There are all kinds of impediments to a rapid solar/wind build, particularly trucks and space (

    Nobody really knows how fast you could roll out nuclear if you were in a hurry. But once the Chinese start mass producing small modular reactors, we will probably find out. One thing is absolutely certain, nuclear accidents have no potential to cause anything like the number of deaths and cancers that are caused annually by things like woodsmoke, sausages and booze ( and )

    • Mature, tested designs for small modular reactors (SMRs) do not at present exist, and are unlikely to do so before about 2020.

      In the US, the Office of Nuclear Energy reported earlier this year, none of the existing SMR concepts has yet been licensed or constructed.

      According to the World Nuclear Association, China New Energy Corporation plans to have a 100 MWe SMR operating as a demonstration plant by mid-2017. Testing and the redesign needed to iron out inevitable ‘bugs’ will then take further years.

      Once you have a dependable design that can be mass-produced, you then build numerous factories to produce it in countries around the world, taking several more years at best. After that, the actual times for construction, installation and commissioning are not negligible, with periods of 18 months mentioned.

      That takes you well into the 2020s before SMRs start to make a serious dent in GHG emissions. Meanwhile, fossil-fuelled power plants have been belting out CO2, and you’ve blown right past the budget for avoiding warming of 3C.

      If the funds had instead been spent on building out renewables, particularly wind, emissions abatement could by that time have been proceeding for 5-6 years.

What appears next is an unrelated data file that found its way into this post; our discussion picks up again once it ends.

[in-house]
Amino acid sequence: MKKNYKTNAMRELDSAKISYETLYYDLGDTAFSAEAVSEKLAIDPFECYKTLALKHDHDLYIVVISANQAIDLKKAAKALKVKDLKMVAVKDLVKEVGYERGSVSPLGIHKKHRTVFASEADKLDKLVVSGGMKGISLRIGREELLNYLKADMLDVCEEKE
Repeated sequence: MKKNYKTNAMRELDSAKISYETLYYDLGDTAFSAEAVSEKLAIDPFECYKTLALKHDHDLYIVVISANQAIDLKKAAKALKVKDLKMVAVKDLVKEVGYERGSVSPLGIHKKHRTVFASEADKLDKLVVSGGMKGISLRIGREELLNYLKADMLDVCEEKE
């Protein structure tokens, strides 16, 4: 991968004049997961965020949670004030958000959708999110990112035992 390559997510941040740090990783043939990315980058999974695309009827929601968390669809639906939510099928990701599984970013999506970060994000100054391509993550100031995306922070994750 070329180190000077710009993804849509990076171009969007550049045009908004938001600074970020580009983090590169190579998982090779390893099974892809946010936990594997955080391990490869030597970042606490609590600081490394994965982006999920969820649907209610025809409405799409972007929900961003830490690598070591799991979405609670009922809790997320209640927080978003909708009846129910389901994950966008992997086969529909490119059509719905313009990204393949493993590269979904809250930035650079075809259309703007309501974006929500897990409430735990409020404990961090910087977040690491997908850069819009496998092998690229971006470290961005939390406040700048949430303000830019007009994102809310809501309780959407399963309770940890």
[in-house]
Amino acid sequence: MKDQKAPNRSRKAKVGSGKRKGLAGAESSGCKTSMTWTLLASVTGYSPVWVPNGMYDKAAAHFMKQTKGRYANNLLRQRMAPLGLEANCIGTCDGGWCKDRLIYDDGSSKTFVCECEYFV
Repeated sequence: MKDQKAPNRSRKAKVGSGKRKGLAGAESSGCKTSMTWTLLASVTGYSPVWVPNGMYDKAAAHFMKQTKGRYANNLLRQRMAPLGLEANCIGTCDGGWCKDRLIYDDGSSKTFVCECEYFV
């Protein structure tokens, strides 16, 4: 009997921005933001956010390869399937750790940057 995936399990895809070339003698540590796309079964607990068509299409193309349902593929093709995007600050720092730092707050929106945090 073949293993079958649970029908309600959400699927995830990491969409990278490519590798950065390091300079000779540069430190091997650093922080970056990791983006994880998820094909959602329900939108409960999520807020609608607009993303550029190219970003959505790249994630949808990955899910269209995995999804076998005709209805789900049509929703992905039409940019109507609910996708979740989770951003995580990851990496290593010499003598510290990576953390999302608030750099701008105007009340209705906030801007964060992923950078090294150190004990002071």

Does Geoff have any more good ideas?

      • Renfrey, not one thing you advocate is being done, not at the scale needed. In fact it’s quite a ‘zero’ situation with regards to GHG though the rate of increase has fallen a wee bit but not enough. What we ARE heading for is disaster. The idea of the “2020” date is…fluff. It’ ain’t happen’n so all we can do is campaign as best we can for the deployment of technology that can *permently* shutdown/phase out fossil fuel plants, and provide process heat for industry and provide enough energy to find the technological fixes we will need to reverse climate change, if that is at all possible.

        Fossil fuel plants are not being shutdown because of renewables. you would likely argue that is because they are not being deployed fast enough. The same is true with nuclear. There are enough financial resources in the US to start a French-like program and do so even faster than they did, with Gen III and Gen IV plants. You state a fact, more or less accurately about SMRs. What’s holding it up? Regulatory blocks written in during the 1960s through 1980s for large Gen II one-of-a-kind plants. We need to rewrite them that allows for the *encouragement* of SMR deployment, massively fund their development and start rolling them out.Just as you advocate for renewables. This is 100% a political, not engineering or technical problem.

        David Walters